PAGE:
GSC Welcomes Australia’s Use of a Risk-Based Assessment of Siloxanes

Regulators have not proposed product restrictions based on evaluation of silicone science

WASHINGTON (July 9, 2018) – Members of the Global Silicones Council (GSC) welcome a new Australian risk assessment for a range of silicone materials, including D4, D5, and D6. The assessment from Australia’s Department of the Environment and Energy concludes, “[t]he direct risks to aquatic life from exposure to these chemicals at expected surface water concentrations are not likely to be significant.” As such, Australia has not proposed any regulatory restrictions on the use of any of the materials.

“The Global Silicones Council supports the Australian government’s commitment to using a risk-based assessment of chemicals, and its conclusion that these silicone materials don’t pose risks to the environment, said Karluss Thomas, Executive Director of the GSC. “The Australian conclusion is further validation that siloxanes are not found in the environment at concentrations that would merit regulatory restrictions.”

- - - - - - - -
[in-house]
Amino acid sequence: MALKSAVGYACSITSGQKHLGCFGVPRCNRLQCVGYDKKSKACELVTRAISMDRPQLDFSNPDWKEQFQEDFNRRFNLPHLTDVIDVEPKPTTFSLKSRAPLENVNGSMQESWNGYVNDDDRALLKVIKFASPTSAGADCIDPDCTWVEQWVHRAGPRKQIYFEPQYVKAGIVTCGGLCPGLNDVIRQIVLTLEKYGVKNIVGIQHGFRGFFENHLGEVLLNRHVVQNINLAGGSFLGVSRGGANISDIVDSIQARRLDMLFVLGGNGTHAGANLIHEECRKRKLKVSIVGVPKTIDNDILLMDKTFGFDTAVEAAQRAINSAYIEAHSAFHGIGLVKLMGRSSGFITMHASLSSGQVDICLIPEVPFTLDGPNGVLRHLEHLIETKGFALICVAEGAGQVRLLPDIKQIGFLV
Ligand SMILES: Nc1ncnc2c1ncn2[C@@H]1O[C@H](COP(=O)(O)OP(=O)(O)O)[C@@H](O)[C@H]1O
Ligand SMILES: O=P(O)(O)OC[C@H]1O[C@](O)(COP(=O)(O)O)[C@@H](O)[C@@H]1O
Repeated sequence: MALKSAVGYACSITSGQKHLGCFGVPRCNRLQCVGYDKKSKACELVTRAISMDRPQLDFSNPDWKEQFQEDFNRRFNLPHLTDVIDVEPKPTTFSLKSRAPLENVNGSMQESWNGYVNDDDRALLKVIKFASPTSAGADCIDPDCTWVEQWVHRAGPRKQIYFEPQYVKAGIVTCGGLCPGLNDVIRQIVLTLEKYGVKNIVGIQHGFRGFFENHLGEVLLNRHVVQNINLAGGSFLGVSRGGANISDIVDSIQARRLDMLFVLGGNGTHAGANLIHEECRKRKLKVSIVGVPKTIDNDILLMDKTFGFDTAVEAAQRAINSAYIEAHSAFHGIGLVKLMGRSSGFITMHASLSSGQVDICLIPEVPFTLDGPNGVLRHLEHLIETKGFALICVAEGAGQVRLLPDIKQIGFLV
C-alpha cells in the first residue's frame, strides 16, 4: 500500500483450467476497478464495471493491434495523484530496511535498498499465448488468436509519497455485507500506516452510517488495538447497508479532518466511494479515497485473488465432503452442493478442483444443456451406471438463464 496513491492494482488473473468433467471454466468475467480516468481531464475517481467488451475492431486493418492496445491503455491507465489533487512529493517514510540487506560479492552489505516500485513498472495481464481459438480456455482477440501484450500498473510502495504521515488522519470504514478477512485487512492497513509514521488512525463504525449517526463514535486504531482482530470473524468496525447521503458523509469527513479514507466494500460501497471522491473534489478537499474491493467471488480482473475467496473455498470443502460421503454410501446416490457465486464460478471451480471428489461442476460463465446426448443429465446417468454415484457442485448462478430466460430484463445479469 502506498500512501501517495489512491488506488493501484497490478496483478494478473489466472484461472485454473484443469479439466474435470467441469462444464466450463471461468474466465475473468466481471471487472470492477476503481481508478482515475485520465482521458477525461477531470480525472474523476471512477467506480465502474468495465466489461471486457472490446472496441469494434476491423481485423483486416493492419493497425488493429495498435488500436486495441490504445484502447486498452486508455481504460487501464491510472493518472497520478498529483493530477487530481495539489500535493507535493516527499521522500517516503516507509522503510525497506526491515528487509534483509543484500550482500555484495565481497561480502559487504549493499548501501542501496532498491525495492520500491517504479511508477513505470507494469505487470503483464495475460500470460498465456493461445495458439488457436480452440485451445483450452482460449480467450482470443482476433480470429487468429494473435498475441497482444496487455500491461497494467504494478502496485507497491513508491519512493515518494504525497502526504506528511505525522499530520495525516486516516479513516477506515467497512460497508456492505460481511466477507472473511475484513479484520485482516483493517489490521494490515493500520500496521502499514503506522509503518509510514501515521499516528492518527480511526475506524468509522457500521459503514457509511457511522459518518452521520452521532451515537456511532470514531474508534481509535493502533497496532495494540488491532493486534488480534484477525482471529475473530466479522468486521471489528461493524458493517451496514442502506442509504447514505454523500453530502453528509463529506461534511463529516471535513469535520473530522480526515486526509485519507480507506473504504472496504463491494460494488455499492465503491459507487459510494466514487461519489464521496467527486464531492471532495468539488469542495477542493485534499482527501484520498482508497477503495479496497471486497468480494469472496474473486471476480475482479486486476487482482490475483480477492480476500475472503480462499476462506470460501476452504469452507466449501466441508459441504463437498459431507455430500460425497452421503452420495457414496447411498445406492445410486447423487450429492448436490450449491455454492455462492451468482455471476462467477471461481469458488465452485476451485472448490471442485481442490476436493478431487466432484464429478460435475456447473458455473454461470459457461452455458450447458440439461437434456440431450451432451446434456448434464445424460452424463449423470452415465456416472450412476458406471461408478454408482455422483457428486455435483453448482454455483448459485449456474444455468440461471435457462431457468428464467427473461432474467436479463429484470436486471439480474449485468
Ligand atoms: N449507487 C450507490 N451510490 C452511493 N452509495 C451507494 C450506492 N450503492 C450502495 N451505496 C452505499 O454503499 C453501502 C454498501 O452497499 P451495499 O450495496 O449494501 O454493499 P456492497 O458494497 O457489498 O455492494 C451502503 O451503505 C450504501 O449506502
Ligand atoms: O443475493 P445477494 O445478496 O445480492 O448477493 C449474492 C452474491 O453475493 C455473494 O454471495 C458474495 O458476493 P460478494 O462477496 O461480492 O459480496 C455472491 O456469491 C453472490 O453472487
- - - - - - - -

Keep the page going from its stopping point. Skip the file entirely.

Australia’s assessment focused on a series of siloxanes, including D3, D4, D5, D6, D7, and cyclomethicone. Australia’s assessment for D4, D5, and D6 is consistent with Canada’s assessment and risk management decisions for these three materials and is in stark contrast with recent decisions by EU regulators to pursue product restrictions that don’t fully consider the whole body of scientific evidence. The Silicones Industry maintains that regulatory safety evaluations should be conducted in a manner that is consistent with the consensus in the scientific community, which has long maintained that consideration of environmental exposure and use of weight-of-evidence (WoE) is required to fully assess the behavior of siloxanes in the environment.

“Australia’s assessment, coupled with the completed regulatory evaluations for D4, D5, and D6 in Canada, demonstrates that the substances can be used safely and that product restrictions are unnecessary,” said Thomas. “We urge regulators around the world to look to Australia and Canada as models for the use of risk-based chemical evaluations that consider weight of evidence, particularly for chemistries whose unique properties mean that traditional criteria are inadequate to predict real-life behavior.

D4, D5, and D6 are critical building blocks used to produce a wide range of silicone polymers which provide unique product performance characteristics that engender innovation in thousands of products that benefit key segments of the global economy, including: transportation, building and construction, health care, alternative energy technologies, and electronics. In these sectors, there are few, if any, satisfactory substitutes to silicone polymers.